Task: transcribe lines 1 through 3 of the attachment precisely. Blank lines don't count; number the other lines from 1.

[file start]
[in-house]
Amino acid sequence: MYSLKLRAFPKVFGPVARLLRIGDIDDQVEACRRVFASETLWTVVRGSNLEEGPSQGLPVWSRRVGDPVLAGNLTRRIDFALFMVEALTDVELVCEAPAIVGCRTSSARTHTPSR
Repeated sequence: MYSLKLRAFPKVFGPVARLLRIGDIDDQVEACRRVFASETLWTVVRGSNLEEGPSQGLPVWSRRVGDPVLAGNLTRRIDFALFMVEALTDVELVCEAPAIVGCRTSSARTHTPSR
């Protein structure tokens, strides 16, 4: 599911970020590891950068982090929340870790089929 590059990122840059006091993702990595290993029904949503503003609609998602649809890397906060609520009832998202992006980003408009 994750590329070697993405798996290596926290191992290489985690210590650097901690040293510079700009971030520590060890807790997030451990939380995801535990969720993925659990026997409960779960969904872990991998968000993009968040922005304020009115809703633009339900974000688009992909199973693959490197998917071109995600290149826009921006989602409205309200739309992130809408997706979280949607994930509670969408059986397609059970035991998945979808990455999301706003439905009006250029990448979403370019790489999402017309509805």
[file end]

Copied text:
[in-house]
Amino acid sequence: MYSLKLRAFPKVFGPVARLLRIGDIDDQVEACRRVFASETLWTVVRGSNLEEGPSQGLPVWSRRVGDPVLAGNLTRRIDFALFMVEALTDVELVCEAPAIVGCRTSSARTHTPSR
Repeated sequence: MYSLKLRAFPKVFGPVARLLRIGDIDDQVEACRRVFASETLWTVVRGSNLEEGPSQGLPVWSRRVGDPVLAGNLTRRIDFALFMVEALTDVELVCEAPAIVGCRTSSARTHTPSR